March For Our Lives Rallies Supporters Against Gun Violence

By: Naomi Metoyer
OwlFeed Journalist

Generations of people–grandparents, parents, and students alike–rallied together this past Saturday, March 24th, 2018, in opposition to the gun violence that plagues modern American society. Not only did several prominent young figures speak out across the nation, but countless other thousands of people gathered together in cities across every state in the union, standing in unison, posters raised and chins high.  March for our lives

Symbols of courage, voice, and strength, Parkland Florida shooting survivors Emma Gonzalez and David Hogg both urged a new normal for Americans in their speech as well as emphasized the pain they still feel in the wake of the tragedy that robbed them of friends, security and peace.

Emma stood on stage in Washington D.C. for approximately 6 and half minutes in remembrance of the shooting that took the lives of many members of her community. In the few words she spoke, Gonzalez named all of the victims that “would never” do anything again and then, after minutes of silence, said, “Since the time that I came out here, it has been six minutes and twenty seconds. The shooter has ceased shooting and will soon abandon his rifle, blend in with the students as they escape and walk free for an hour before arrest. Fight for your life before it’s somebody else’s job.”

Famed director Steven Spielberg responded to Emma’s speech, according to Variety, by saying he believed, “Emma Gonzalez’s six and-a-half minutes of silence was profound. Everybody was crying.” He also shared his hopes that “Maybe high school students can do something about gun control,” as college students did for the Vietnam War.

David, although still very representative of the Florida shooting, took a broader approach to the issue, calling upon the citizens- the students- of America in a series of powerful proclamations of “no more.” “We are going to make this a voting issue. We are going to take this to every election, to every state and every city,” Hogg said in the capital. “Now is the time to come together, not as Democrats, not as Republicans, but as Americans.”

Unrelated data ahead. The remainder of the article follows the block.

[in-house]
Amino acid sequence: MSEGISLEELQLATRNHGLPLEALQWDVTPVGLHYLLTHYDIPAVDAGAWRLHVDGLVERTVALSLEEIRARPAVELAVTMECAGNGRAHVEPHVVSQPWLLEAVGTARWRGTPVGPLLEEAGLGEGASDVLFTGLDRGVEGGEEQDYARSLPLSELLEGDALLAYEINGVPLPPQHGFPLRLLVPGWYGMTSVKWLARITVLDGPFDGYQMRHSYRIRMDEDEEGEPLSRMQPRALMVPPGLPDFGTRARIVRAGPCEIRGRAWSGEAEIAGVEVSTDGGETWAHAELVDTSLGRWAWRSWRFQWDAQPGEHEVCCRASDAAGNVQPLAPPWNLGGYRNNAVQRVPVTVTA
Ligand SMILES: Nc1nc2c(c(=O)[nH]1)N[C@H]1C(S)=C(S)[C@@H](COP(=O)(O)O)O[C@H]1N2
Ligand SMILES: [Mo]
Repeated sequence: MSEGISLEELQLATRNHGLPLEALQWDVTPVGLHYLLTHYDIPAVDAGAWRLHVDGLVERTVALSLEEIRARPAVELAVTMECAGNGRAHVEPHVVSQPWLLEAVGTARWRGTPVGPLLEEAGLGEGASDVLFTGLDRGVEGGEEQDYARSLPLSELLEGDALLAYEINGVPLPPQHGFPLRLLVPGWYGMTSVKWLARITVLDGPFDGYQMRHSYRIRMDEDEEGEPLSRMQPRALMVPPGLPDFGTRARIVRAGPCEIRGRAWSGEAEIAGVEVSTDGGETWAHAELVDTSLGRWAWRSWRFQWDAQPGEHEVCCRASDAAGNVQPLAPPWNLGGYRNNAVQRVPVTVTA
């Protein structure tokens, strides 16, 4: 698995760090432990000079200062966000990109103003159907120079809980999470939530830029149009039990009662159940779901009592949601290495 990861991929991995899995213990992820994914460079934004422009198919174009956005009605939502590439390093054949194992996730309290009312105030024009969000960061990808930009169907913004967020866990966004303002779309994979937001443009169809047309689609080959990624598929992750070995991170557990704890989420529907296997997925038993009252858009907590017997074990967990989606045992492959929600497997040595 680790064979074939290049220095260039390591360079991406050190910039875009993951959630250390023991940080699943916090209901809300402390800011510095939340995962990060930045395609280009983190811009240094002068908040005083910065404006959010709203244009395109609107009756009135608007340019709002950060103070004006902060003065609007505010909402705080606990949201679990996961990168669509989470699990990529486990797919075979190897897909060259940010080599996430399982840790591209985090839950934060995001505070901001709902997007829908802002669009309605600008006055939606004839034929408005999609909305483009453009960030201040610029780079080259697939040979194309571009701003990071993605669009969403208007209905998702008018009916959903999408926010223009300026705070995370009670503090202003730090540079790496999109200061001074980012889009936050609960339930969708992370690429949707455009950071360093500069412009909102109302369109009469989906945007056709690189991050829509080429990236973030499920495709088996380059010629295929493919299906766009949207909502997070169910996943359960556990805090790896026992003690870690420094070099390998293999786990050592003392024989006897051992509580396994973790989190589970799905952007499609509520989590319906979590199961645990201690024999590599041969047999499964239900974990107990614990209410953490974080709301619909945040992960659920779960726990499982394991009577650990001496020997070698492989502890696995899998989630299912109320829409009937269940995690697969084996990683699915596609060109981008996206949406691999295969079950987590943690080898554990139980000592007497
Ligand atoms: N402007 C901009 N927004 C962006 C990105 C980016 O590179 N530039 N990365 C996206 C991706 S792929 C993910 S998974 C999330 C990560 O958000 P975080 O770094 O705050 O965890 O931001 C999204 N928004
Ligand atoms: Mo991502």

Yolanda Renee King, granddaughter of civil rights activist and legend Martin Luther King Jr., led protestors in a chant so loud that “the whole world [could] hear.” She, along with thousands, demanded these words: “Spread the word, have you heard? All across the nation. We are going to be a great generation.”

“I have a dream that enough is enough and this should be a gun-free world, period,” the 9 year old alluded to her grandfather’s famous speech decades before.

And among these great speakers, beyond their words and strength, on Saturday, the nation, thousands upon thousands of people, banded together in a desperate call for a better and more peaceful nation. They were in the streets, and if they could not, supporting at home or work. They were children and teens and adults. They were all of us, this entire nation.

The seeds for change are not far either; change is simpler, more achievable, and closer than many think. In fact, several Agua Fria students proved adamant advocates of the movement for gun control and peace. They took time from their day this last weekend to make posters, spread their voice, and march for their life.

Gun violence is not going to stop with one protest or one voice, but many–dozens, hundreds, thousands. Just as it is with any revolution, any movement. Just as a nation cannot be broken overnight, but through a long history, so too does change require time to occur. And it is up to all of us to foster that change.